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Planning News - 18 June 2020

Published: Thursday, 18th June 2020

Tally of high-rise residences still with combustible cladding is ‘shocking’, Estate regeneration application submitted to London council, New president at the Planning Officers Society

Our planning news is published in association with ThePlanner, the official magazine of the Royal Town Planning Institute.

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There are 300 buildings with ACM cladding awaiting remediation, and another 11,300 buildings with other forms of combustible cladding, three years on from the fire at Grenfell Tower in west London, which killed 72 people. 

A Housing, Communities and Local Government (HCLG) Select Committee report states that of those 11,300 buildings, about 1,700 are classed as high-risk and are likely to require urgent remediation. 

“Three years since the Grenfell Tower fire, to still have 2,000 high-risk residential buildings with dangerous cladding is deeply shocking and completely unacceptable,” it maintains.

In March, the government established a £1 billion Building Safety Fund to remove combustible non-ACM cladding from buildings above 18 metres. But this, the committee points out, is likely to be sufficient only to cover the cost of removal for a third of the 1,700 buildings needing remediation.

Although the committee considers the fund a much-needed and welcome measure, it wants to see it apply to all high-risk buildings – of any height, covering a range of fire safety defects, including combustible insulation, and covering all costs associated with remediation works.

It reports that “properties have become unmortgageable and unsellable, with many residents paying hundreds of pounds a month for waking fire watches and face bills running into the tens of thousand for remedial work”.

Clive Betts, chair of the committee, said: “The financial and emotional toll has been significant, with temporary safety measures costing huge sums and the ongoing stress of living in a property that may not be safe. This is not good enough.”

The fund’s stringent rules for applying, including a short application window and restrictions against social housing providers, risks leaving many unable to access vital funding, explains the committee.

It urges the government to make an “absolute commitment” to ensure that all buildings of any height with ACM cladding should be fully remediated of all fire safety defects by December 2021. In addition, buildings with other forms of dangerous cladding should have all fire safety defects removed by June 2022.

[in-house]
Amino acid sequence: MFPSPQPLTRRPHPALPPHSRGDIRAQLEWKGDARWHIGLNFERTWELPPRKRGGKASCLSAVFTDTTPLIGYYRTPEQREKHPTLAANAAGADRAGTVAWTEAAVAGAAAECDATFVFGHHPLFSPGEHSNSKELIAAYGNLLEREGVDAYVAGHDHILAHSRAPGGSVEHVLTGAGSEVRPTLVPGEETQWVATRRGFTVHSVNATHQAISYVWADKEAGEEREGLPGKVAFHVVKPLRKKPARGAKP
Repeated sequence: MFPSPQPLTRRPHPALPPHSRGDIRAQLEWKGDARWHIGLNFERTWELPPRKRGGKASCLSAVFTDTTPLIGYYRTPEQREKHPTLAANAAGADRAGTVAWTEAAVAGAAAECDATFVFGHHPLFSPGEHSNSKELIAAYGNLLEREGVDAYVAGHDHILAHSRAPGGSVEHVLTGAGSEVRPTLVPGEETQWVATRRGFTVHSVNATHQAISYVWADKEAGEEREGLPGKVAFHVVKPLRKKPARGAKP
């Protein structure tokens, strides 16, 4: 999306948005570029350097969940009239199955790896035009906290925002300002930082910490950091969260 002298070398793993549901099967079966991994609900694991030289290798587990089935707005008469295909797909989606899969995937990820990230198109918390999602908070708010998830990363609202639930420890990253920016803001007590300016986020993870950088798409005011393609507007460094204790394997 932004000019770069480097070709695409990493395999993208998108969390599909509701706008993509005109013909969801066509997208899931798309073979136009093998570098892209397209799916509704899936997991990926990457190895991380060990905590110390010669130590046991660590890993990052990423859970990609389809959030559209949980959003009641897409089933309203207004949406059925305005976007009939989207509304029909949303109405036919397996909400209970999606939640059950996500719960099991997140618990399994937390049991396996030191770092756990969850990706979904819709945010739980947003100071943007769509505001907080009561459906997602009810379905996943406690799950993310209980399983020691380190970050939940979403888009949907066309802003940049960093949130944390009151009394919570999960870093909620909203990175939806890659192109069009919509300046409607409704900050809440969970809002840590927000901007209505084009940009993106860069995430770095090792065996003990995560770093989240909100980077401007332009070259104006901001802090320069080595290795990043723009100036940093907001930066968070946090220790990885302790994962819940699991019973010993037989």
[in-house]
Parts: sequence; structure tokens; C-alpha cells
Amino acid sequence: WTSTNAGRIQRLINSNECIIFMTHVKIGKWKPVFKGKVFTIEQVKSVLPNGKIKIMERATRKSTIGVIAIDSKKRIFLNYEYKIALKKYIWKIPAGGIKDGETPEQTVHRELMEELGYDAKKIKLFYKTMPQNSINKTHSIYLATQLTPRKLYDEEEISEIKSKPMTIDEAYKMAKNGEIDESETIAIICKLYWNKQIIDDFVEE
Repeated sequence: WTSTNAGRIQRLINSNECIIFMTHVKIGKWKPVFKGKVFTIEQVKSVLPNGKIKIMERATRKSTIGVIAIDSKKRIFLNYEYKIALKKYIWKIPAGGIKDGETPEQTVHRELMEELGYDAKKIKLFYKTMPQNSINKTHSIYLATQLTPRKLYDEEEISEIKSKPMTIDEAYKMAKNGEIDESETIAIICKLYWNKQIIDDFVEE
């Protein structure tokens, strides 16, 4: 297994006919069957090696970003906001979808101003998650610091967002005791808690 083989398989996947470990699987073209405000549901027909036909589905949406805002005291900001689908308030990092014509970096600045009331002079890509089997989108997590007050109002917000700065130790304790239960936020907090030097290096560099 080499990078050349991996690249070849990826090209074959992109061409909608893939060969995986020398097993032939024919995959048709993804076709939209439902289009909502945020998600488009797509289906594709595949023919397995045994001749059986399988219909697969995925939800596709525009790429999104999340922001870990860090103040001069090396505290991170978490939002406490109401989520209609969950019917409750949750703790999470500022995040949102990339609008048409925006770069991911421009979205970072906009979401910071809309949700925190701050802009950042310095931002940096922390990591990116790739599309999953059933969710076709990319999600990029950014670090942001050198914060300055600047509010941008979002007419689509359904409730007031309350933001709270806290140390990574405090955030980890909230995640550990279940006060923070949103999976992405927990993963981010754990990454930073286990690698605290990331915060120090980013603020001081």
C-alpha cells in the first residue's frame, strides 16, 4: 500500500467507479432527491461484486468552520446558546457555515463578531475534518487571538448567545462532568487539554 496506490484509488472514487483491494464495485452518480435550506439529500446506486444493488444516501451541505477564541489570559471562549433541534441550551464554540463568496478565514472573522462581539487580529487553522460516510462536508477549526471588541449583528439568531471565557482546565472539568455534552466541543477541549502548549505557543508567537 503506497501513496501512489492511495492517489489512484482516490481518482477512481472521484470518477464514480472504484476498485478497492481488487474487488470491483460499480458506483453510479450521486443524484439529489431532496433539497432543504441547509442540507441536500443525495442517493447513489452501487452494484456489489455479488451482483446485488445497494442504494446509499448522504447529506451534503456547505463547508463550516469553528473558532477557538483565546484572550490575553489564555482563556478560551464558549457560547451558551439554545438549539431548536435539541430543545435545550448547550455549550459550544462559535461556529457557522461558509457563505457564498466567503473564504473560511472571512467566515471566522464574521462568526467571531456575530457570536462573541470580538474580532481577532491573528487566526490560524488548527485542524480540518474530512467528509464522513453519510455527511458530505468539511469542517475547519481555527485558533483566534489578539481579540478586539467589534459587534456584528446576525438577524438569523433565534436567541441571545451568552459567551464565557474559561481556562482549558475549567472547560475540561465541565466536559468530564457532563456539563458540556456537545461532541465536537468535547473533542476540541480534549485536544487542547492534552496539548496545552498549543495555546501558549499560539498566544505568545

Residents could not be expected to continue meeting the “exorbitant” costs of temporary fire safety measures, adds the committee, so the government must also accept that the £1 billion pledged so far will be insufficient and it should be prepared to meet the cost of making sure buildings are safe as well as provide funding support for ongoing ‘waking watch’ fire patrols and fire alarms.

Betts said: “It is clear that the £1 billion Building Safety Fund will not be enough. Too many risk being excluded by the criteria for accessing this support and the amount of money pledged is only enough to cover a fraction of the work needed. The fund should be increased so that it is enough to cover the amount of work that is actually needed, both to remove cladding and resolve wider fire safety concerns. Further support must also be provided for the costs of stop-gap safety measures, such as ‘waking watches’, to reduce the burden on homeowners.”

Regarding the impact on physical and mental health that living in potentially dangerous buildings has had, the government should guarantee that all residents are offered support by the NHS to help them to cope.

The committee also recommends that the government should seek to recover costs on individual buildings from those responsible and be prepared to take legal action – the taxpayer “should not be expected to cover all costs of this crisis”.